The amount of bedding used in trailers to haul pigs can have a significant impact on animal well-being, according to John McGlone, professor and swine welfare specialist, Texas Tech University. It is an area that has received increased attention recently and may offer a way to improve pig welfare during transport.
McGlone, principal researcher for the study, along with Anna Butters-Johnson, an Iowa State University researcher, looked at various rates of bedding in semi-trailers at different seasons throughout the year and in different locations throughout the Midwest. The study was funded by the National Pork Board’s pork checkoff.
For the study, McGlone and his associates collected data on 131,000 market-weight hogs transported on 772 trailer loads to determine how varying bedding levels affected the well-being of hogs. The research was conducted in cold, mild and hot weather. Time in transport varied between 16 and 459 minutes while wait time at the plant varied from 0 to 198 minutes.
During cold weather transport, the study suggests you will encounter problems if bedding freezes. “During very cold weather, (below 10 F) we saw an increase in mortalities on the second group of pigs transported on frozen bedding,” McGlone says. “The bedding turns into a big ice cube. It’s an important reason to avoid over-using bedding during the winter.”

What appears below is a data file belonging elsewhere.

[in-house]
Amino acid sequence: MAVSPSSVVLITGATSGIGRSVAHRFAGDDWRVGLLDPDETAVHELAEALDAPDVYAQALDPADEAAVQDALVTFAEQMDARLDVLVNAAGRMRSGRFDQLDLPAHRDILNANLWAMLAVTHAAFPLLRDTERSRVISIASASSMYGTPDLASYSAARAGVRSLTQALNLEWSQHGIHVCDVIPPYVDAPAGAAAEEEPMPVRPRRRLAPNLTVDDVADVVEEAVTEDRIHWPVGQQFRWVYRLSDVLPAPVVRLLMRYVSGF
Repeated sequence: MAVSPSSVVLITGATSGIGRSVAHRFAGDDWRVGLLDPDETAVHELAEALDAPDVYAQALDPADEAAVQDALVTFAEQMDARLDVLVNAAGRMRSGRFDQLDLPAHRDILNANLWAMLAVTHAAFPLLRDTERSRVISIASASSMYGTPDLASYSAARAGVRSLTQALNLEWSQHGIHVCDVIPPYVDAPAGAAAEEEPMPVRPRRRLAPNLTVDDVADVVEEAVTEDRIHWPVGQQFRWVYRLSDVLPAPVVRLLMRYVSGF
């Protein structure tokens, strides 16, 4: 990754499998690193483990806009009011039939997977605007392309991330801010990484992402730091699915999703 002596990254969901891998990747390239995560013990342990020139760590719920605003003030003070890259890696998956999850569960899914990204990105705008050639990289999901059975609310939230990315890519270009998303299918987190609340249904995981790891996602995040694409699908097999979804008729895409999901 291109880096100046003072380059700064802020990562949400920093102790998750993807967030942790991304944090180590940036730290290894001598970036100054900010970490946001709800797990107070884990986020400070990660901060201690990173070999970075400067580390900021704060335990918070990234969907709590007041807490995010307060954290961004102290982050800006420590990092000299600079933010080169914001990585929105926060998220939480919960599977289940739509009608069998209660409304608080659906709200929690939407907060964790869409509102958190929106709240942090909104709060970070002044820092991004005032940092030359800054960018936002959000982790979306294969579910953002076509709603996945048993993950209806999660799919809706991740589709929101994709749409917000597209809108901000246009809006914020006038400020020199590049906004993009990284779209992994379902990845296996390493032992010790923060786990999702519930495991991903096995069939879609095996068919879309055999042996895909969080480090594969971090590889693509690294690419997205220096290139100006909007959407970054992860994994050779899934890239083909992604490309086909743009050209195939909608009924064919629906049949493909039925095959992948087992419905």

During warm weather transport, (above 70 F) the study revealed more mortalities when bedding was increased beyond three bales. “During warm weather, bedding and air temperature are additive in terms of increasing the number of dead or non-ambulatory pigs,” according to McGlone. The study revealed a linear increase in DOA’s with each increase in number of bales used.
"We concluded that if the industry changed to using only three bales per trailer, it would create a big savings with no change in welfare," McGlone said. "So it's something the industry will need to consider carefully."
Karen Richter, a pork producer from Montgomery, Minn., and NPB member, said, "This bedding research offers us as an industry win-win situation because the results show that we can continue to improve animal well-being practices and actually save money at the same time."
According to Sherrie Niekamp, NPB director of swine welfare, the pork industry overall is doing a good job of transporting its roughly 2 million pigs per week in a safe and welfare-friendly way. Statistics back up this assessment, with more than 99.3 percent of pigs sent to market arriving in good condition.
By focusing on animal handling and transport, the U.S. pork industry has managed to reduce mortalities at packing plants by 42 percent over the past 10 years."It's always a good day when we can find innovative ways to continually improve how we care for pigs during all phases of production, including transportation," Niekamp said
In the meantime, McGlone says producers should evaluate their current bedding usage and determine if they can implement the study's protocols. "We've clearly shown there is no advantage to using more bedding than is necessary,” he said.